That Was Then – This Is Now

It is late November and with earlier (often spectacular) sunsets, moderating temperatures and gardens now showing signs of dormancy, there’s a distinctly different feeling in the air. It seems like it only took a few days for the seasons to change and the landscape is quickly following suit. When acorns pelleting our roof become a constant and replace the sounds of chirping birds, I know the backyard’s path will soon be cold and covered with sharp objects. Gone are the days when I could open the backdoor and, barefooted, impulsively run out to investigate something new in the garden. The paths are now covered with fallen limbs, unripened vegetables, debris and those sharp, spiny acorn caps demanding shoes .

12107790_10153644633273718_8205631048543515382_n

10513299_10153695118718718_3451297620651145441_n

 

 

 

 

That’s not to say there aren’t incredible sights right now: like many other people, Fall’s landscape is one of my favorite sights. This is a season when, if desired, there’s a lot to explore in addition to enjoying the changing foliage and some of the changes take a little more patience to discover and appreciate. As my warm weather morning ritual of exploring becomes occasional rather than daily, I’m constantly amazed at the discoveries found right outside my door. Some are planned and anticipated, while others can be a delightful, unexpected surprise. The other day, desperate for some color to bring inside the house, I scoured the garden in hopes of gathering a few greens, perhaps some color, to put in a new vase. I was amazed to see the return of the beautiful dahlia that wooed me out of bed after August’s surgery and could not have been more delighted with the asters and toad-lilies dotting the garden’s beds:

img_3366

img_3336

img_3365

 

 

 

 

This is a time of the year to appreciate change and remember how things looked during the traditional blooming season. My low growing, late blooming tube clematis c. heracleifolia that was covered with sweet purple blooms only a few weeks ago has been transformed. Gone is the purple and in its place are these spectacular seed pods adding an intriguing shape and almost metallic color to the bed:

img_3162img_3349img_3355

 

 

 

The amsonia’s blooms are one of my early summer favorites and now, as the flowers are a distant memory, I’ve come to appreciate this beauty all the more as the leaves turn into their own wispy, apricot, spectacular sight providing a lovely backdrop for the late season willow leaf sunflowers.

That was then . . . This is now.

img_721414449935_10154540859918718_5903356897694612950_n

 

 

As I made my way around the yard, I passed beautiful bushes, specifically noticing their unique growth patterns, the colors of their bark and the distinct shapes of leaves now changing color that before, I probably didn’t appreciate because I was so busy looking for blooms. This is the time of year to appreciate the “bones” of the landscape and I fall in love with the garden all over again. As I wound my way to check in on the woodland section of the yard, something very bright – VERY pink – caught my eye. It was tiny and took some effort to get down on the ground to meet it at eye level. How delightful to find some cyclamen blooming in a part of the yard where I know they weren’t intentionally planted . . . not by someone with two hands and a trowel, that is. What’s more, I have a lovely pink cyclamen growing out of a rock! Obviously someone with four legs has been helping me garden this year:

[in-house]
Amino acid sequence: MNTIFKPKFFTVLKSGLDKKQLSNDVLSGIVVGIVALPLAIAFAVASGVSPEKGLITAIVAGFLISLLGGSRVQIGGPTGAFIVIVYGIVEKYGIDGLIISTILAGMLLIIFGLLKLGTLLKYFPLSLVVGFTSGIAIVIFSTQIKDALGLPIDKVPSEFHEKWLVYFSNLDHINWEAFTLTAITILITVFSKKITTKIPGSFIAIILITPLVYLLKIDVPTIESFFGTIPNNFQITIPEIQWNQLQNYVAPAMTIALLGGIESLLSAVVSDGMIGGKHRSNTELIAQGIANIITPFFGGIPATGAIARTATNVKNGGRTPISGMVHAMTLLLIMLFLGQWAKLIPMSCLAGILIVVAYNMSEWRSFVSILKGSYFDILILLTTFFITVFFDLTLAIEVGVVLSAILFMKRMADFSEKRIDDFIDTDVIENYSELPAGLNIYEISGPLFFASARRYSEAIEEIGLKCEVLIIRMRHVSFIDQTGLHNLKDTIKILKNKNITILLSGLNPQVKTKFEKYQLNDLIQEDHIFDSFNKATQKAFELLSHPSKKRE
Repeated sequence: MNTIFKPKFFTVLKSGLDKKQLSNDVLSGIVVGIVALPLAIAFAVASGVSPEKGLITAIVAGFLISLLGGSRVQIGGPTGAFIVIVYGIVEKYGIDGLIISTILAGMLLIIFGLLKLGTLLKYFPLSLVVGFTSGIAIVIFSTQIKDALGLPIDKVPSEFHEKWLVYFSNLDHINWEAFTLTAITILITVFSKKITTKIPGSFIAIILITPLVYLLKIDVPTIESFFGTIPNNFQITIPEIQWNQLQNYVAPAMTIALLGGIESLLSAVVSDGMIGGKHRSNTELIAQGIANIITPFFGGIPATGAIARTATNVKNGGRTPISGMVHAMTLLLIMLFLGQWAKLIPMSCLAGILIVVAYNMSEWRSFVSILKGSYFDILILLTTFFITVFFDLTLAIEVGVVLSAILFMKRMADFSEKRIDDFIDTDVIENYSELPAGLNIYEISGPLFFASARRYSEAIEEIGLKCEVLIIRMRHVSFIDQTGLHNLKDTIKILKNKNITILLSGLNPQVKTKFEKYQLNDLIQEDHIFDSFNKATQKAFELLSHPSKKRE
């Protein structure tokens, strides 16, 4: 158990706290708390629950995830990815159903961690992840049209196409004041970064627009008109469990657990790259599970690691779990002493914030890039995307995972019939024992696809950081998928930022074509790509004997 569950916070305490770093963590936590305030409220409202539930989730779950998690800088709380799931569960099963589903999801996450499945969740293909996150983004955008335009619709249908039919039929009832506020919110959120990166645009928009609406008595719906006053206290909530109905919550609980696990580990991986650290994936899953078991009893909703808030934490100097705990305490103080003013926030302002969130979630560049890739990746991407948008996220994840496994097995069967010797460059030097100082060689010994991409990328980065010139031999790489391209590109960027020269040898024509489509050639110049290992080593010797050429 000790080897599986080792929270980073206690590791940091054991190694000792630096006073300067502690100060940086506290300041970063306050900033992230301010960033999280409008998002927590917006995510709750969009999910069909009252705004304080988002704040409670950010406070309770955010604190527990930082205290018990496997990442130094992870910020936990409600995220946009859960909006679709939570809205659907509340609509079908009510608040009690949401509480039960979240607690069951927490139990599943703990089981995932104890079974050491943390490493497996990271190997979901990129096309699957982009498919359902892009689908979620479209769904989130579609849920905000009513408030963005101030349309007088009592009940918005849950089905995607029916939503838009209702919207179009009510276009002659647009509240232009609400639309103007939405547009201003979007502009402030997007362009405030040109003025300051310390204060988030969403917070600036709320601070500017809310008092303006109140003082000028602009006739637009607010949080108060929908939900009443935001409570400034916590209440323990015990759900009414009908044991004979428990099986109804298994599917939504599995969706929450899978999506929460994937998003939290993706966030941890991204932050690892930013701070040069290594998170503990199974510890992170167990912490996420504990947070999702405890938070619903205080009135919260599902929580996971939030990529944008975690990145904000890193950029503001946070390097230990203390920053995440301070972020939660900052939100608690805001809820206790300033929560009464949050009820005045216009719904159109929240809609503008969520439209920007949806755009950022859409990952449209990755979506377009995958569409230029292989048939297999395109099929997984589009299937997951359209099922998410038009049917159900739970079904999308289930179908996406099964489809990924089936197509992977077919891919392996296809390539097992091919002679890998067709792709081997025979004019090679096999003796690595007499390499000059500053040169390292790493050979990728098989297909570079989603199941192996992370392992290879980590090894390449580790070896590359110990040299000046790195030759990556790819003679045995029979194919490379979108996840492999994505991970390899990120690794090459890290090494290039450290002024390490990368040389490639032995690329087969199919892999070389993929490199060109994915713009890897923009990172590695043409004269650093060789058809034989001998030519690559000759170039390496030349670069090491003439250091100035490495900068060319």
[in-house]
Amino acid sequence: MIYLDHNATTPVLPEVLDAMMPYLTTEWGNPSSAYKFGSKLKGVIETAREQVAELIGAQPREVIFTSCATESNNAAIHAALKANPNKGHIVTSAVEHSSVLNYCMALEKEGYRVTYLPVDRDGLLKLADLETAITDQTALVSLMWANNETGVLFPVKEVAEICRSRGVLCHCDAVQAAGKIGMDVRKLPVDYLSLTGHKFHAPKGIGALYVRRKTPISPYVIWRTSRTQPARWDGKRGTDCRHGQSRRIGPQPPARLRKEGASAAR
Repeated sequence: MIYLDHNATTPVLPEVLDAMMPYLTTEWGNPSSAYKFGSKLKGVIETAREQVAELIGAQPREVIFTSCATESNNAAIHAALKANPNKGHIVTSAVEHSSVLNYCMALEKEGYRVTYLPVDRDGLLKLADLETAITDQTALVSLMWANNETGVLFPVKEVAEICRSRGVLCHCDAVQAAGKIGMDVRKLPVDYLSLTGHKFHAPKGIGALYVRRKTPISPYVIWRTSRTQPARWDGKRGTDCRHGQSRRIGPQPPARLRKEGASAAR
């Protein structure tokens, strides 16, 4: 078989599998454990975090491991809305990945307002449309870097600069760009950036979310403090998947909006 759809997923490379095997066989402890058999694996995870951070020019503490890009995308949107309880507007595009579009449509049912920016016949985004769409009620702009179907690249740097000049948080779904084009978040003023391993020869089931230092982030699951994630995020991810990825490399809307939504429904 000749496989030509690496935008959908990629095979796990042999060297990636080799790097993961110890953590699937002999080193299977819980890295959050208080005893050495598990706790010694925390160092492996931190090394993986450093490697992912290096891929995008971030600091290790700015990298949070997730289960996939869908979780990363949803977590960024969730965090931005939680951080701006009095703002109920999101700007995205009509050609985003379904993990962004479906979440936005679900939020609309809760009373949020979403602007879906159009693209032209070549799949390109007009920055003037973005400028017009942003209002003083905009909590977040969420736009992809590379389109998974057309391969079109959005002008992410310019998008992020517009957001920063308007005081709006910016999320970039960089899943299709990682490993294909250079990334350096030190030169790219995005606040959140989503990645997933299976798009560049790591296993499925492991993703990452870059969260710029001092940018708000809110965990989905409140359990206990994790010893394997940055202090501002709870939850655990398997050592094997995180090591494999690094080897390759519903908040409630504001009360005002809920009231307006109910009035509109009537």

img_3267

img_3266

 

 

 

 

 

 

 

In the woodland area, the most nostalgic part of the garden because I’ve tried to plant things to remind me of treasures I discovered while growing up in Cleveland, the only evidence of my efforts was with the bright red seeds (which I hope will scatter and take hold) of the Jack in the Pulpit.

That was then . . . This is now:

11873365_10153519636983718_1855152733004708463_n

11888112_10153538328748718_278295395984365580_n

 

 

 

 

 

There’s beauty in plants that once bore brilliant flowers: their shape, seeds, pods and changing leaves are intriguing and have a unique aesthetic only found this time of year. The fothergilla that was so delightful in the spring when covered with fluffy white blooms is just as beautiful now as the shrub is ablaze with colorful leaves and the honeysuckle that bloomed wildly over a trellis all summer is now adorned with bright red berries. In the Green Bed, the remaining shape of the once brilliant blue plumbago strikes a particularly lovely sight even without the color as the remaining shape and richly colored leaves resting against a boulder is a gorgeous seasonal sight.

10257993_10152385902193718_1784026600113363038_n

img_5814

 

img_2015

img_3369

 

img_3070

img_3370

That Was Then . . . This Is Now

2 thoughts on “That Was Then – This Is Now

  1. WHAT KIND OF ACORNS DO YOU HAVE THERE?? 😉 Ours in MA come from Oak trees and do not have spikey covering shells like these. They have brown, smooth caps. The spikey things we do have are called sweet gum. They aren’t on every street or neighborhood either. I only know what they are from my parents’ yard in NC. Since then, I’ve seen them in a public green in CT, so I’m sure they’d grow around here in New England, but they are not common.

  2. Wonderful article. Loved the then and now photos and descriptions. You make me feel like I am walking though your garden.

Leave a Reply

Your email address will not be published. Required fields are marked *